- From 2020 – 2021
- Supported by Regional Arts Fund and Dinosaur Coast Management Group.
- Puppet construction by Chris Hill and Gwen Knox
- Photos by Georgia Deguara
Song for the Mardoowarra / Martuwarra
Song for the Mardoowarra / Martuwarra is an extremely beautiful puppetry work suitable for all ages. It an exciting example of inclusive theatre where it can engage and work with the community on a number of entry levels from: puppetry and science workshops with children, those children have the opportunity to participate in the show. It can feature river stories from local rivers where the performance will take place. It can be easily redesigned to be a site specific – community performance. Alternatively the performance can stand alone.
A ceremony in 2014 exchanging river water from each river by elders of the Indigenous Nyikina people from the Fitzroy Valley in Western Australia and the elders of the French Ardennes was the impetus for “Ngalyak and the Flood” and this project to develop further understanding of the universal importance of both river health and the art of storytelling to connect with our natural environments.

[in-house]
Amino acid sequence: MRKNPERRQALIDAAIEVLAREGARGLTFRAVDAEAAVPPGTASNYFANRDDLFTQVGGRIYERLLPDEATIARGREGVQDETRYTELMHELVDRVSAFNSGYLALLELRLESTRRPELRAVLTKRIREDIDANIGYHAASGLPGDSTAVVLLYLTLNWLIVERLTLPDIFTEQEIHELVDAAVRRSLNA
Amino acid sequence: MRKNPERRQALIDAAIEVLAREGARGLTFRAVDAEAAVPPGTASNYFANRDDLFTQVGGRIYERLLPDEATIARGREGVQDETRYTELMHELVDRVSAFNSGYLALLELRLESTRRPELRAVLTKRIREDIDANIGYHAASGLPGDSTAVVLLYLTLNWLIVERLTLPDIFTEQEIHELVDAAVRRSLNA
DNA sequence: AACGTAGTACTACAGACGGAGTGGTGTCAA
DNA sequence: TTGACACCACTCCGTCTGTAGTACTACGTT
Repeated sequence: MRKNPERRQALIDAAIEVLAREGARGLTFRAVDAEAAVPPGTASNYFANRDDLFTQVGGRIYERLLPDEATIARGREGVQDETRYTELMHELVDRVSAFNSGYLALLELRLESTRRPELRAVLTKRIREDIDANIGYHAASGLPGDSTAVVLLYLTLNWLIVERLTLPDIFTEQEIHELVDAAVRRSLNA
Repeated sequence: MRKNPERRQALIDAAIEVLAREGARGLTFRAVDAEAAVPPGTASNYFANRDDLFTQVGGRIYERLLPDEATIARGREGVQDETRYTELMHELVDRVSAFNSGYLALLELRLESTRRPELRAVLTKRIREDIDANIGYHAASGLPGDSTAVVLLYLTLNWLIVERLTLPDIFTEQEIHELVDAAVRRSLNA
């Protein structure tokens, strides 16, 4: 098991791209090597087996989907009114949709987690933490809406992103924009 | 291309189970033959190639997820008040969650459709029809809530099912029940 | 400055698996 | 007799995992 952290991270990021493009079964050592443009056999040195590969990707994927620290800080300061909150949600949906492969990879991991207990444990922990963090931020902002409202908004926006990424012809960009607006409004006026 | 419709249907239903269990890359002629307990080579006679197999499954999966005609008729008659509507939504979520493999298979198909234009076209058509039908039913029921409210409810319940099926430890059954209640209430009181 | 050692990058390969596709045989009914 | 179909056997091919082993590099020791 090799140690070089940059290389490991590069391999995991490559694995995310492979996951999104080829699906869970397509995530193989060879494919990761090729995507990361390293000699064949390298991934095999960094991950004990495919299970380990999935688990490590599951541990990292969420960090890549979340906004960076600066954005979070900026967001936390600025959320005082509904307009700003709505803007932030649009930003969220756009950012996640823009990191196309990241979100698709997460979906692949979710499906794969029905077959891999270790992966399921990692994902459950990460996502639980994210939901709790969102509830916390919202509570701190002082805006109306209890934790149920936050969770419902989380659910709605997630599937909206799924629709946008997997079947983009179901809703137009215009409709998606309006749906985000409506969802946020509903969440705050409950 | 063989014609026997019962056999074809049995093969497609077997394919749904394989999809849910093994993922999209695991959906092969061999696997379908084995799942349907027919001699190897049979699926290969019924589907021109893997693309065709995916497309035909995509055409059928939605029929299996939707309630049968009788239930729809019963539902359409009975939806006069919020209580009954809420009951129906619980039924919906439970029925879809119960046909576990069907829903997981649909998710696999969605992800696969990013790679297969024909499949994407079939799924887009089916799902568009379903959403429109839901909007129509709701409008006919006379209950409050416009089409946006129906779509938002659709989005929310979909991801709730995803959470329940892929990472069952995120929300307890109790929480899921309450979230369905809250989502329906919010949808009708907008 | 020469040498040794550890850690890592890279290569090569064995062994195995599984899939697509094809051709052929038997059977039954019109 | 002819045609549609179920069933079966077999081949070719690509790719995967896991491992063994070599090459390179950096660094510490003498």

Song for the Mardoowarra / Martuwarra tells part of the story from the Warloongarriy Law Songline. Woonyoomboo the first ancestor, who long, long ago in the beginning of time, went searching for food and water and travelled between living water billabongs. Woonyooomboo was responsible for causing two giant serpents to escape from one of the billabongs, which carved a river and split it into two, forming parts of the landscape along the Mardoowarra / Martuwarra – Fitzroy River. He calls everyone to come to the river and to know how important it is to value, respect and protect the river.
Nyikina people believe that the rainbow serpents still live in the river. The serpents are named Yoongoorrookoo. When people behave disrespectfully, Yoongoorrookoo can get very angry and may drown somebody or cause a flood. Yoongoorookoo and Woonyaoomboo meet another river who is not doing so well.
This cautionary tale pays homage to the way that culture has shaped country and how country shapes culture.
This work compares shared stories and is a potent warning about the importance of caring for country and culture. It encourages us to begin listening to nature again.
Children have helped shape this work. It includes some of their stories that are told beside more ancient ones. “The Song for the Martuwarra” is sung by the children of Broome Primary School in Western Australia.
This work is available for touring from February 2019